Nichols suffered his fatal injuries after police officers kicked, punched and used a baton to beat him. They said later that they had pulled him over because he was driving recklessly. Police had pulled him out of his car and ordered him onto the ground, continuing to yell at him and threaten him even as he lay on his side, pleading with them to stop. When one officer pepper-sprayed him, he got up and ran in the direction of his mother's house, but officers caught him about 200 feet from her home and began to pummel him.
Afterward, some officers dragged a handcuffed Nichols to a police car and propped him up against it. In the first five minutes that the medics were on the scene, Nichols fell to his side six times. The medics helped him up several times and at one point asked a police officer to shine a light on him.
At that point, several Memphis officers can be heard insisting that Nichols must be high, and they sound surprised to have learned that nothing was found in his pockets or in the car.
Some laughed as they recalled their assault in detail. "Man, I was hitting him with straight haymakers, dog," one said. It is not clear from the body camera videos whether the medics heard those conversations.
Among the seven felony charges filed against each of the officers is an accusation that they refrained from performing a duty that was either imposed by law or was inherent as part of their jobs. This could cover a range of behavior, but the Shelby County district attorney, Steven J. Mulroy, suggested at a news conference last week that the charge had to do in part with their communications with medical officials.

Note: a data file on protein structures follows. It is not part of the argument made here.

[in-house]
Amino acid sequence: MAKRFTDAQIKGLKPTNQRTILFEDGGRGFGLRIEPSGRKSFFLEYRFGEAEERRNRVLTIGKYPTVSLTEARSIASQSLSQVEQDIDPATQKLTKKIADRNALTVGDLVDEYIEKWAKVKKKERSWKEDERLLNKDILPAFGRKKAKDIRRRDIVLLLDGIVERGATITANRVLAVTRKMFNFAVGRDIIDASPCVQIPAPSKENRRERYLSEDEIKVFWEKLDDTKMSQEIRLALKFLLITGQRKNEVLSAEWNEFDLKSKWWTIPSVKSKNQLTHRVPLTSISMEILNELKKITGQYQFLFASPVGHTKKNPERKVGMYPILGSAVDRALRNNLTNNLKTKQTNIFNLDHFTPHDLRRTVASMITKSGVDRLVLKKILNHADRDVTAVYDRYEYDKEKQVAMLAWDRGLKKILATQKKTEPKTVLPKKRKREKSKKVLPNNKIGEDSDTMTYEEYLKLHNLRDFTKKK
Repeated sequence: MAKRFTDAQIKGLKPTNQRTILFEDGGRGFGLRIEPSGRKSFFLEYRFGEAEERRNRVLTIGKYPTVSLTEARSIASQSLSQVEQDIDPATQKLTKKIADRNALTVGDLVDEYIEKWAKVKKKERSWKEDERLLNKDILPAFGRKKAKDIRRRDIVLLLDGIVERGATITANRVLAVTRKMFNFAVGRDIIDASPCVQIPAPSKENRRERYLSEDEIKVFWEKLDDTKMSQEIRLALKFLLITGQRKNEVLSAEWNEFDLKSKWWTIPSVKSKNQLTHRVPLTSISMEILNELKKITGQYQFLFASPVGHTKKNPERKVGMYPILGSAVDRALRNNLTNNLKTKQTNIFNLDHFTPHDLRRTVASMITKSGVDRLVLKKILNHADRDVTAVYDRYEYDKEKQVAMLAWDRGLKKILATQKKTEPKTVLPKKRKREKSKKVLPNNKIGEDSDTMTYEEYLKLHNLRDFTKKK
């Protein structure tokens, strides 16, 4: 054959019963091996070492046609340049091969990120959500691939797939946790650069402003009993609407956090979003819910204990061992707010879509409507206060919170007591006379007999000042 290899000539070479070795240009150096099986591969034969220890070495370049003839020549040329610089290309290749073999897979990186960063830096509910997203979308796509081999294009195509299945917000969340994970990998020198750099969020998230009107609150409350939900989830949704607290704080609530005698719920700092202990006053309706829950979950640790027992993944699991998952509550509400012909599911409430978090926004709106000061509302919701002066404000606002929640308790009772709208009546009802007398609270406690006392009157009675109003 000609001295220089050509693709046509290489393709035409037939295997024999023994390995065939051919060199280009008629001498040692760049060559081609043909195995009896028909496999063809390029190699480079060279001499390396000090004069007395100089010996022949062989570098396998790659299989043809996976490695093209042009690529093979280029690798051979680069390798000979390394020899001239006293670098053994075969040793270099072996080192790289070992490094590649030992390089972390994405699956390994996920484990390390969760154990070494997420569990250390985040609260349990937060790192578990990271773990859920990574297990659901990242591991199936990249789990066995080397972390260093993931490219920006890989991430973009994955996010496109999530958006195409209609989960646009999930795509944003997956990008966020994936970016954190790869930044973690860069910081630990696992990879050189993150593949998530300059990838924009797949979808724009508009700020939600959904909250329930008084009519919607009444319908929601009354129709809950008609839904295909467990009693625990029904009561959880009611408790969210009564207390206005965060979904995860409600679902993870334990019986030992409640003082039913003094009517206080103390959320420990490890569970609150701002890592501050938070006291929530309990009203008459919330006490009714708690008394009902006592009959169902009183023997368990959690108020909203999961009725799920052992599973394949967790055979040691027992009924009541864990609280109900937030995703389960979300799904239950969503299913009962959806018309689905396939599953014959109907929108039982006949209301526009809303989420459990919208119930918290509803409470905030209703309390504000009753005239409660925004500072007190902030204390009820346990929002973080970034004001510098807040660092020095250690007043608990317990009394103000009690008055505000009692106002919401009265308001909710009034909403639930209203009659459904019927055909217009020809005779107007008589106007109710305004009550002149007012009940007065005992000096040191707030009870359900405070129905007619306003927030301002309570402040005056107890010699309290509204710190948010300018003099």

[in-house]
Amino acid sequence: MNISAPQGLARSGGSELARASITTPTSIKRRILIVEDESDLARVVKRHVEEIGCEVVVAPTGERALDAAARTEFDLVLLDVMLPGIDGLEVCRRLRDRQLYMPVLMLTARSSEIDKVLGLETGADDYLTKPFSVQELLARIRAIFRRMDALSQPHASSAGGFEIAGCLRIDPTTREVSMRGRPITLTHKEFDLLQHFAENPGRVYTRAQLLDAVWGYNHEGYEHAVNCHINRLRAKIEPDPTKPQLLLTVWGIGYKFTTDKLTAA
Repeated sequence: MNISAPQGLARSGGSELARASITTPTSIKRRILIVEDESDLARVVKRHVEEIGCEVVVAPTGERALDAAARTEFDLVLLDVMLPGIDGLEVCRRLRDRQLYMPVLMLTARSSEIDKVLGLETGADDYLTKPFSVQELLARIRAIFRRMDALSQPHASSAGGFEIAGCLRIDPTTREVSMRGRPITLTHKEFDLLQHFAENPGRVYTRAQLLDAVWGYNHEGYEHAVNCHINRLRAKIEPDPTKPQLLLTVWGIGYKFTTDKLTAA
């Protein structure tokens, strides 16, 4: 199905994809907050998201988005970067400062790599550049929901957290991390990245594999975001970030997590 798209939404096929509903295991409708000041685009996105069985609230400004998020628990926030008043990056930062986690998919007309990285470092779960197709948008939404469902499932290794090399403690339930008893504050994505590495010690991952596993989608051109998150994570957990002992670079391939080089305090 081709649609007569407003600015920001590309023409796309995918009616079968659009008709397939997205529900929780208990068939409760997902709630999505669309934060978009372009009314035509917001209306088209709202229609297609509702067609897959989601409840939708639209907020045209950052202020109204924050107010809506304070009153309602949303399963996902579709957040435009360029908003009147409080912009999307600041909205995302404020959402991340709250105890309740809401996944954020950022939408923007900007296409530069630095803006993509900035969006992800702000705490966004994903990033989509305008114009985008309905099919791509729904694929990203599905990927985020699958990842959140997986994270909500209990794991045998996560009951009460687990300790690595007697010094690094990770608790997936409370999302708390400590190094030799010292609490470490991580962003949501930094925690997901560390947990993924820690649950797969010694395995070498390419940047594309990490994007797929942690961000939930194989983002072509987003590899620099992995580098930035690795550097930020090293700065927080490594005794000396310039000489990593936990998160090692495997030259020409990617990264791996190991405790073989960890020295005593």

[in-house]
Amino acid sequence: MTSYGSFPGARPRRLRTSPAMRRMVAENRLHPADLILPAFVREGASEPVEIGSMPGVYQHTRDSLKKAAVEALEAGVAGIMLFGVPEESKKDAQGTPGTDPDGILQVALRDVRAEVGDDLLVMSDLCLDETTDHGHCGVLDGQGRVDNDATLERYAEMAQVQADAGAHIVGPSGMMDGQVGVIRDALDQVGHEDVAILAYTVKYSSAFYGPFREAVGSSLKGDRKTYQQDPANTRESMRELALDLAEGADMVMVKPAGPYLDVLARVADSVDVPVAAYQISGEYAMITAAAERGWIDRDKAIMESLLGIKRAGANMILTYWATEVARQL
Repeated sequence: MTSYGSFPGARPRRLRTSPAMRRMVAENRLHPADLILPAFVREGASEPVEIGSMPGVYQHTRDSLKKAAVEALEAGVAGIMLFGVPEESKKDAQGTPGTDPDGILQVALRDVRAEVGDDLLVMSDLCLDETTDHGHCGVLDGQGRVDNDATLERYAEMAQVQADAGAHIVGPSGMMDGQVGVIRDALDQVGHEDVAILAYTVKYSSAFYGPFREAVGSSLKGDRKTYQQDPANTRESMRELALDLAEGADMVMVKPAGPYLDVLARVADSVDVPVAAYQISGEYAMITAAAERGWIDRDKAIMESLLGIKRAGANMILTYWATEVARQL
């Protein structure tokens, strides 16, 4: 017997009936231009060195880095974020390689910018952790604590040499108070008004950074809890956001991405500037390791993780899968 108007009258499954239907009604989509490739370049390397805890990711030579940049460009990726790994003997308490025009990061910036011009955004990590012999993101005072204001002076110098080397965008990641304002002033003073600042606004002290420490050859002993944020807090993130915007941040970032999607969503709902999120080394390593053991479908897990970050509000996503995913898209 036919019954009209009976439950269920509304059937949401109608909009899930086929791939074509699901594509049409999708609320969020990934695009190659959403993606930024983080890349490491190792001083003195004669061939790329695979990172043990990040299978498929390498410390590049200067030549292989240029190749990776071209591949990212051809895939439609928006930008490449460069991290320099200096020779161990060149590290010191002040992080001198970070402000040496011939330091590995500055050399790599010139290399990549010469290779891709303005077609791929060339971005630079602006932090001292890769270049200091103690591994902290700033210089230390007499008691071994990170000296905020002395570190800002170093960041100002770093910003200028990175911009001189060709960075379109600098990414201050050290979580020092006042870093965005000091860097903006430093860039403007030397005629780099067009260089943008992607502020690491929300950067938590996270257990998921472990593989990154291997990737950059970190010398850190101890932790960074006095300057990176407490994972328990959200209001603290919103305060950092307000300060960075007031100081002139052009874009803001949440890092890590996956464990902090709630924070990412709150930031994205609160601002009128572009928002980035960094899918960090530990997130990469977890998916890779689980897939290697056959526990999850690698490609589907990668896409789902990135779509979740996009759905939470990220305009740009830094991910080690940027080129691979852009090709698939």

On-duty police officers, Mulroy said, have a duty "to prevent official misconduct and to accurately report information to medical personnel who show up."
The officers have not entered a plea. Lawyers for the officers have cautioned people to wait for more details before judging them. Blake Ballin, who represents Desmond Mills Jr., one of the five officers, said in a statement that the videos have "produced as many questions as they have answers."
At the scene, the medics at times appeared to defer to police, standing back at one point as a police officer asked Nichols what drugs he had taken. Nichols largely groaned in response, though twice he appears to answer "alcohol."
For about the next 6 minutes and 40 seconds, no one touches Nichols as he rolls back-and-forth on the pavement.
The official cause of Nichols' death has not been released by the Shelby County medical examiner's office. The family said it had commissioned a separate, private autopsy that determined he had suffered from extensive bleeding.
When a young person like Nichols dies three days after a beating involving blows to the head, Montgomery said, brain injuries are the most likely cause. He said that, based on video of the beating, Nichols had likely been at risk for severe traumatic brain injury, rib fractures, collapsed lungs and internal bleeding.
Montgomery said it was not easy to say whether getting Nichols into an ambulance or to the hospital more quickly would have made a difference, though some cases, such as a brain injury, would have been helped by early surgery.
"Some brain injuries are too severe for medical care to improve them," he added. "However, if you manage the other injuries well, the brain will do better. For example, if the patient is not breathing well, the brain will have a much worse outcome."
Police in Memphis have said that Nichols was taken to the hospital after complaining about shortness of breath.
At a march Saturday in response to the police killing, some Memphis residents said they were nearly as disturbed by the medical response as they were by the officers' actions. Towanna Murphy, who operates a radio station in Memphis, said the medics needed to be held accountable.
"When you see somebody laying there," Murphy said, "you're supposed to give medical treatment right away."
© 2023 The New York Times Company